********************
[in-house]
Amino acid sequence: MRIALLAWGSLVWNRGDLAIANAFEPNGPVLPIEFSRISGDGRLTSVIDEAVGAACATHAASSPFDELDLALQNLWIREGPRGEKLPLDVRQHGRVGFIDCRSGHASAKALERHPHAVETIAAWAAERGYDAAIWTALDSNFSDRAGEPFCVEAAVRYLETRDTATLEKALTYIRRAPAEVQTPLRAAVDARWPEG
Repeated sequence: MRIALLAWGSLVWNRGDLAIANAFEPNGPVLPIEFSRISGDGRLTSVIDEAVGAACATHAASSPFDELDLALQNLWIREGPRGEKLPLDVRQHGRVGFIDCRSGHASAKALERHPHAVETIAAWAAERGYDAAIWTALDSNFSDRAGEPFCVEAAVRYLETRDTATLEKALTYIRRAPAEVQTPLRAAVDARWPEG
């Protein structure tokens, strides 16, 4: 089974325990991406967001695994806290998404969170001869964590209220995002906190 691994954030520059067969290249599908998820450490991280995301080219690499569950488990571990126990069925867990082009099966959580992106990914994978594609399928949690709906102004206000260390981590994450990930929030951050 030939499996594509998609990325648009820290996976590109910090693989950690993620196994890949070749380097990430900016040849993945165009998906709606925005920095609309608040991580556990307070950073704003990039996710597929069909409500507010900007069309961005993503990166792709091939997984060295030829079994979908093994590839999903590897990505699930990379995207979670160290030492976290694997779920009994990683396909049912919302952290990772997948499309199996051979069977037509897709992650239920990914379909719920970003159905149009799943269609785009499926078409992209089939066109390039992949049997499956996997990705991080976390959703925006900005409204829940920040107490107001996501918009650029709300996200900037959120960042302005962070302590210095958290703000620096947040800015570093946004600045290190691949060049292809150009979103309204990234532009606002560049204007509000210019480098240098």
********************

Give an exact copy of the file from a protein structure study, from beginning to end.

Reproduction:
[in-house]
Amino acid sequence: MRIALLAWGSLVWNRGDLAIANAFEPNGPVLPIEFSRISGDGRLTSVIDEAVGAACATHAASSPFDELDLALQNLWIREGPRGEKLPLDVRQHGRVGFIDCRSGHASAKALERHPHAVETIAAWAAERGYDAAIWTALDSNFSDRAGEPFCVEAAVRYLETRDTATLEKALTYIRRAPAEVQTPLRAAVDARWPEG
Repeated sequence: MRIALLAWGSLVWNRGDLAIANAFEPNGPVLPIEFSRISGDGRLTSVIDEAVGAACATHAASSPFDELDLALQNLWIREGPRGEKLPLDVRQHGRVGFIDCRSGHASAKALERHPHAVETIAAWAAERGYDAAIWTALDSNFSDRAGEPFCVEAAVRYLETRDTATLEKALTYIRRAPAEVQTPLRAAVDARWPEG
């Protein structure tokens, strides 16, 4: 089974325990991406967001695994806290998404969170001869964590209220995002906190 691994954030520059067969290249599908998820450490991280995301080219690499569950488990571990126990069925867990082009099966959580992106990914994978594609399928949690709906102004206000260390981590994450990930929030951050 030939499996594509998609990325648009820290996976590109910090693989950690993620196994890949070749380097990430900016040849993945165009998906709606925005920095609309608040991580556990307070950073704003990039996710597929069909409500507010900007069309961005993503990166792709091939997984060295030829079994979908093994590839999903590897990505699930990379995207979670160290030492976290694997779920009994990683396909049912919302952290990772997948499309199996051979069977037509897709992650239920990914379909719920970003159905149009799943269609785009499926078409992209089939066109390039992949049997499956996997990705991080976390959703925006900005409204829940920040107490107001996501918009650029709300996200900037959120960042302005962070302590210095958290703000620096947040800015570093946004600045290190691949060049292809150009979103309204990234532009606002560049204007509000210019480098240098």